Message from George
Part and parcel with RQ’s strategy to grow our markets is the concept of planting the RQ flag. We actually don’t have an RQ flag, but we have the concept of having one, and when we plant it in a location it means something. We started with the flag planted in Southern California, and for the longest time this was the only place that RQ did work. Then along came the Archer Western/RQ JV in which we won a large series of BEQs at Camp Lejeune. We decided that we would “plant the RQ flag” there, and we have been committed to growing our mission and vision there, while living our values with near a $400 million backlog. We won a job or two in Virginia and made the decision to plant the RQ flag there. Then came GTMO and the Pacific NW where the RQ flag flies proudly. You see, we don’t go to one-off projects that don’t support our planted flag strategy. Of course there is the occasional outlier project that we occasionally do, like the Flight 93 memorial. But discipline requires us to limit our work to areas of the country that RQ has sustainable work that meets our criteria.
One such area is the Silver Strand portion of Coronado. First, some RQ trivia: Our first job, won in February of 1997, was the SEAL Team 1 Operations Building in Coronado, and RQ went on to build numerous SEAL projects there. But with a new Campus planned just to themselves, we made the decision that we needed to plant the RQ flag there. Well, we did, and we have ended up doing more work there than any other contractor. Planting the flag isn’t just about winning work. It is working toward our mission of being the first choice of our stakeholders, especially the owner. I believe that we are being successful in that endeavor, at the new SEAL complex and everywhere else we have planted the flag. I listen carefully to government representatives and they confirm that we often set the standard for other contractors.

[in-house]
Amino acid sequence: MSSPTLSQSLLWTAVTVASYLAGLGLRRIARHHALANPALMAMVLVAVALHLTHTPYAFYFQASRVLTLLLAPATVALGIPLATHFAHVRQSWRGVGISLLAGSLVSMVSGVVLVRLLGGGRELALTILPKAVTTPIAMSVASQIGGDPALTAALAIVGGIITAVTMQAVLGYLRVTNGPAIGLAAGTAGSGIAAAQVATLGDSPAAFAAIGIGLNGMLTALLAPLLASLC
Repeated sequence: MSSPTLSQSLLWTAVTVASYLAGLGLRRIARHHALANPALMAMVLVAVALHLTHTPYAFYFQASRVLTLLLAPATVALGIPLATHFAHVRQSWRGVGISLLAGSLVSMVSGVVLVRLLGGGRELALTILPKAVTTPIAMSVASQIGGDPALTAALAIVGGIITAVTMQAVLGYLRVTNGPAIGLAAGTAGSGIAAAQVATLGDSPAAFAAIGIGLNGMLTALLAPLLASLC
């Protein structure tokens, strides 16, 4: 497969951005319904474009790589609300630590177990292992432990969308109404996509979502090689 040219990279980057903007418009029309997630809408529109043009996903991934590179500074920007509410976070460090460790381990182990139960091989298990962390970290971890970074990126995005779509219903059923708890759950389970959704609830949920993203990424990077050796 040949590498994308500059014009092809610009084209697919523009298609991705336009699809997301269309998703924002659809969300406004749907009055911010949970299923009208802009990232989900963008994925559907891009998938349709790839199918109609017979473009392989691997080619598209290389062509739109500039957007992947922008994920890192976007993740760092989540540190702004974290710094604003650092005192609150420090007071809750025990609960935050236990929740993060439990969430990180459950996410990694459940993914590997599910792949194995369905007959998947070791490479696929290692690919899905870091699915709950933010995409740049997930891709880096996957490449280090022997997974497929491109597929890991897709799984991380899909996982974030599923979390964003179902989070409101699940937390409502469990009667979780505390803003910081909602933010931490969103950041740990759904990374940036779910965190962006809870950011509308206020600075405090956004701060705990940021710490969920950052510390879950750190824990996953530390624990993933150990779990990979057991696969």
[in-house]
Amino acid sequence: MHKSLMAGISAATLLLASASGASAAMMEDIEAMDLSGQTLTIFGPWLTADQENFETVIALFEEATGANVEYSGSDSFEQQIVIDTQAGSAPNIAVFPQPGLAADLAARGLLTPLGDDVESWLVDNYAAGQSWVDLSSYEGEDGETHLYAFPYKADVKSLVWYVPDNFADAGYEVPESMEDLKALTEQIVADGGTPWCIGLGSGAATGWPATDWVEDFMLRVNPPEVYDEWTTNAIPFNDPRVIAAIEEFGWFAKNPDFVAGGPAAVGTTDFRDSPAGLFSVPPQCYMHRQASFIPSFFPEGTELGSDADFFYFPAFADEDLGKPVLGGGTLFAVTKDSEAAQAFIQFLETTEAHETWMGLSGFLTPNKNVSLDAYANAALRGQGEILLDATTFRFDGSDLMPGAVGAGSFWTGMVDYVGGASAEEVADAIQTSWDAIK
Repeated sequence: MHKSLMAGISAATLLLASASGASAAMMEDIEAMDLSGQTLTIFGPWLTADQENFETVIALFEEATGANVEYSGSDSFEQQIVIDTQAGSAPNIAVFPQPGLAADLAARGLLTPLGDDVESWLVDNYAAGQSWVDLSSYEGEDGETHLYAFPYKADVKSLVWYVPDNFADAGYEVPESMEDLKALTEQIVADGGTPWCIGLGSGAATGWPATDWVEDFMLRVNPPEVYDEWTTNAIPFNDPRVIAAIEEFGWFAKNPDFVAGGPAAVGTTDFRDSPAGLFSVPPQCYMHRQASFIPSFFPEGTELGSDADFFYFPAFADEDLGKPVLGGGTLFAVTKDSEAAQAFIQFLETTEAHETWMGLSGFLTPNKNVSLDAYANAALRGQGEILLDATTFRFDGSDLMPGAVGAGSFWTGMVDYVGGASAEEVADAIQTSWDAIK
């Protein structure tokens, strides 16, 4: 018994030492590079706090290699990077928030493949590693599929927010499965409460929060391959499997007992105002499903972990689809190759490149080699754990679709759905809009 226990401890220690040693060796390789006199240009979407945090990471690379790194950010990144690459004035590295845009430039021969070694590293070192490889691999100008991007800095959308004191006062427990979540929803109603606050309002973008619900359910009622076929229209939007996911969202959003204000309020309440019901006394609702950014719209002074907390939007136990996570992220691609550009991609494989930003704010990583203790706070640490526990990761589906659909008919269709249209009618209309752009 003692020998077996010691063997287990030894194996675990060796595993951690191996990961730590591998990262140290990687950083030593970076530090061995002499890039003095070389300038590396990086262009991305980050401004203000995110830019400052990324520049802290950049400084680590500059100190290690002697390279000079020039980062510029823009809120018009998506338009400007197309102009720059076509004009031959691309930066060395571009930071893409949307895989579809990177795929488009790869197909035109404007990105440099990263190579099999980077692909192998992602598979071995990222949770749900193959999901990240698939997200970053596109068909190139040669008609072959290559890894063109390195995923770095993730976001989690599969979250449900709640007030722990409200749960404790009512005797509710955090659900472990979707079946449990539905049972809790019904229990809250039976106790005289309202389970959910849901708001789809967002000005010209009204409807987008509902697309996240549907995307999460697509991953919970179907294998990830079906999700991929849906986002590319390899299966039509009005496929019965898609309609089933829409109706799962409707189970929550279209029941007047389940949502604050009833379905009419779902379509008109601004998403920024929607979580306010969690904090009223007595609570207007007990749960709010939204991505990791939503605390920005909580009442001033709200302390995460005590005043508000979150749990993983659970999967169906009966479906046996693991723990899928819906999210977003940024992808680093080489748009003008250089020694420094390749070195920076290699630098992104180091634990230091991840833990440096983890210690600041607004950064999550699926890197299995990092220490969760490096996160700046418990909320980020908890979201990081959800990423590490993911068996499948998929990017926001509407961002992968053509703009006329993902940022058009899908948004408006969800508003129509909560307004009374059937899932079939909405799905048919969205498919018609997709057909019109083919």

Our success with the Navy SEAL campus, overseen by our Regional Business Leader Kevin Kurz and his incredible team, is the model for future RQ endeavors, such as Camp Lejeune and the incredible success that we have had there to date. What an honor it is to serve those who serve us. Never think what we do is just a job. It is serving our SEALs and other special operators in the defense of our country. The fact that we can take care of ourselves and our families while serving them makes this just an awesome profession. Thank you all.
George H. Rogers, III
PRESIDENT AND CEO
RQ’s Jobs at Silver Strand
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Thank You To Our Project Team Members
Randy Van Nuis
Kirk Van Cleave
Why Silver Strand
By: Eric Taylor
It always dumbfounded me to watch depictions of the Revolutionary War where rows of soldiers line up facing one another in bright uniforms, taking turns firing muskets and canon balls at each other. Such was warfare back then. And yet even then, the colonials were known to fight in unconventional ways. Today it is known as guerrilla warfare. Many years later, in the same vein, the Navy SEALs were a special forces group established for guerrilla and counter-guerrilla warfare. They got their name precisely because these elite units would be fully able to operate from SEa, Air or Land. The SEALs.
The first two teams were formed in January 1962. Team One was stationed at Naval Amphibious Base Coronado in San Diego while Team Two was stationed at Naval Amphibious Base Little Creek in Virginia Beach – two bases that RQ knows well. In 1983 the SEALs had grown, and a reorganization saw Coronado house SEAL teams One, Three, Five, and Seven while Virginia Beach took on teams Two, Four, Six, and Eight. The SEALs had grown. There is a lot of fascinating history surrounding the SEALs, but that history is not the point of this article. I’d encourage you to google it and learn about the history of the special forces that RQ has been able to support from our very early days until today.
RQ’s support of the SEALs today is what this article is about. To understand why the Navy decided to build the new SEALs’ base on Silver Strand (which RQ has designed and built the vast majority of) takes understanding Naval Amphibious Base Coronado and the needs of the SEALs.